Last season, Oakland Athletics general manager Billy Beane went 'all-in', making a number of high-profile win-now trades hoping to ensure the A's a successful October.
It didn't happen, and the club lost then-No.1 prospect Addison Russell, recent Draft pick Billy McKinney and other promising prospects in what wound up being a failed effort to win a World Series.
A year later, Beane's A's are on the opposite side of the track: in last place and shedding themselves of valuable veteran assets on expiring contracts.Scott Kazmir, Tyler Clippard and Ben Zobrist have all found themselves with new employers over the last week, with the A's taking on young players including Sean Manaea, Aaron Brooks, Jacob Nottingham (whom FOX Sports interviewed about his experience), Daniel Mengden, Casey Meisner and others.
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Speaking with John Hickey of the Bay Area News Group on Wednesday, Beane clarified a bit about his club's stance and method of doing business now that they're looking to improve the future. Specifically, Beane talked with Hickey about the word 'rebuilding' and how it pertains to the A's: "Rebuilding could mean different things to different people. We need more young players coming through our system.''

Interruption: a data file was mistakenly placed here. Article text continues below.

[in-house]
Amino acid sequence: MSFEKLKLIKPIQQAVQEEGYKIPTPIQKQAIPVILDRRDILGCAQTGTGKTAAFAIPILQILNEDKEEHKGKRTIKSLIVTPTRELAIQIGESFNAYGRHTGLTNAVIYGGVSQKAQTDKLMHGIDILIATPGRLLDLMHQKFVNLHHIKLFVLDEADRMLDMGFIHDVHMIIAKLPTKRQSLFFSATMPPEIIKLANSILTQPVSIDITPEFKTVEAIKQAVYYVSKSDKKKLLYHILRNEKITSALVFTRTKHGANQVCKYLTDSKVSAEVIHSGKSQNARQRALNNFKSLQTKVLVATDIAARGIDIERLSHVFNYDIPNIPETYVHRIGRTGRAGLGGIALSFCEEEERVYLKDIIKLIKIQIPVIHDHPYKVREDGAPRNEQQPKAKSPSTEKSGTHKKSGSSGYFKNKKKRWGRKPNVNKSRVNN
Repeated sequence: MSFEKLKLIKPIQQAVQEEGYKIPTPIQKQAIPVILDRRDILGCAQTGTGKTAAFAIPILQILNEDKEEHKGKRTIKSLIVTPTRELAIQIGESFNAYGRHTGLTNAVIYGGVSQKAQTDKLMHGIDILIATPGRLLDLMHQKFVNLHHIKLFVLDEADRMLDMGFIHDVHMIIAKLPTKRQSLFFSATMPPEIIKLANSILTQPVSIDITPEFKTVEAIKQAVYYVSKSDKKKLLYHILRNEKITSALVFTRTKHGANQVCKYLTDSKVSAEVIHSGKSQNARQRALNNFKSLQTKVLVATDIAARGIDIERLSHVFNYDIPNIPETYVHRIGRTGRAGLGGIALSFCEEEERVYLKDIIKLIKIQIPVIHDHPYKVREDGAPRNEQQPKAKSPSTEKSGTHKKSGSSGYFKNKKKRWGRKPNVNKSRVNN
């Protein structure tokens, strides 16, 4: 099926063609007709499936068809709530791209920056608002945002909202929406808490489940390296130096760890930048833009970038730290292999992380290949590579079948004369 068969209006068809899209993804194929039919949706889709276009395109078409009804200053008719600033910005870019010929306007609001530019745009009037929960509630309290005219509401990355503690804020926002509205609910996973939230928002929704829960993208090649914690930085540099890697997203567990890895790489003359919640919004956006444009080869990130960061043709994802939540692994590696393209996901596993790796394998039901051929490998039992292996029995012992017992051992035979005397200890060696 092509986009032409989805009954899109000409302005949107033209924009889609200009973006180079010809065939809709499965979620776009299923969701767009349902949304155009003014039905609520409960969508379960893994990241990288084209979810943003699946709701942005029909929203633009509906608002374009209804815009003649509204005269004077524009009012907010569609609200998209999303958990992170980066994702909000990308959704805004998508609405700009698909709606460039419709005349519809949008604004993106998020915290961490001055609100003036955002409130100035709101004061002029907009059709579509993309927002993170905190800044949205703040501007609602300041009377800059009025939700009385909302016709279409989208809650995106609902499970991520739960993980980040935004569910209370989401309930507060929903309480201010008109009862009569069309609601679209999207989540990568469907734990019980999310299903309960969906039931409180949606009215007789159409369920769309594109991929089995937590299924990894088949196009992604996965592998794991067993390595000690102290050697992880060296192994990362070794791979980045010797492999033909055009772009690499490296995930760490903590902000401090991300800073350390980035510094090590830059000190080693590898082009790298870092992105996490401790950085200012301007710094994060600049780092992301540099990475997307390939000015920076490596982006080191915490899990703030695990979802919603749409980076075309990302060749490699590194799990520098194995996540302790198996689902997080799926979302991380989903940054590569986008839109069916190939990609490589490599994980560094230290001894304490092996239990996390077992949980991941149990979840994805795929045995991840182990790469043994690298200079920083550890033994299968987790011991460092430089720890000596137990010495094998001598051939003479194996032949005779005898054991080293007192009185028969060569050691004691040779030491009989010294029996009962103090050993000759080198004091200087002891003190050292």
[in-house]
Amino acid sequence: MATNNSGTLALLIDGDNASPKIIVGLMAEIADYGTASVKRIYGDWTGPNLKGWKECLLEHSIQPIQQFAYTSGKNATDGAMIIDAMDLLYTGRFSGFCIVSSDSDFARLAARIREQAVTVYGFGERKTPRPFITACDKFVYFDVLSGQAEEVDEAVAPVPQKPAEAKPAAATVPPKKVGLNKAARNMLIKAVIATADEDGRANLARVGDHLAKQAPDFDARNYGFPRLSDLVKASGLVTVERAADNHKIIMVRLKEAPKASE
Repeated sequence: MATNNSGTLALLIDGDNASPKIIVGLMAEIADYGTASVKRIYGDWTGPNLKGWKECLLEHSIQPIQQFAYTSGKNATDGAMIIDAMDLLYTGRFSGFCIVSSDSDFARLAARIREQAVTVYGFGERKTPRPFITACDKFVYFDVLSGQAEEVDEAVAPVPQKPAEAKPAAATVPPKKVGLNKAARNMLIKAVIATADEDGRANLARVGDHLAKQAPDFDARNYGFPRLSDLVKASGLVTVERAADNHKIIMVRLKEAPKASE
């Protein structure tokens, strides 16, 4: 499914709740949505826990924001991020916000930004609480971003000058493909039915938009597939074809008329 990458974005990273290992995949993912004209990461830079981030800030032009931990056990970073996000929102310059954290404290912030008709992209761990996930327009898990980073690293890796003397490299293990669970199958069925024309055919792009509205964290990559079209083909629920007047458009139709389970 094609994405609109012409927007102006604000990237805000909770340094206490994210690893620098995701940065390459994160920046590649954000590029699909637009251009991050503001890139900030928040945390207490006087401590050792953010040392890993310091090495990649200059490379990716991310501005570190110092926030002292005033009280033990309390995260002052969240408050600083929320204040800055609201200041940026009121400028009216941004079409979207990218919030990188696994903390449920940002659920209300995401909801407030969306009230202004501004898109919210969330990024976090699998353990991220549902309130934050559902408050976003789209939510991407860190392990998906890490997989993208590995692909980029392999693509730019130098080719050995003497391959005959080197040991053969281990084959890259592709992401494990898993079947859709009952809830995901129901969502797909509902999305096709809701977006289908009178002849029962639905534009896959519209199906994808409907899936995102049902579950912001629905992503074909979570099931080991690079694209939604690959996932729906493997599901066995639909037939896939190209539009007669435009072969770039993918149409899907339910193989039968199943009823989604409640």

These types of deals replenish a once-rich system that has found itself more or less gutted by the trades Beane has made to strengthen the A's from 2012-2014, when they made three consecutive playoff appearances.
In his chat with Hickey, Beane credits the Houston Asros for their Drafting and prospect retention skills, which, considering their current hold on first place in the AL West, is paying off quite well. In that context, he outlined the A's shift in their front-office plans: "What is definite is that we need to shift the focus onto the farm system. That's critical for us. It's important for players to be brought through the system. If we do compete, we can use them for trade. But you can't do that if you don't have a lot of depth."
So while 2015 is now obviously a 'punt' of a season, given the club's bad luck, injuries and underwhelming record, Beane is doing what he can to make the future a bit brighter than it might have been otherwise.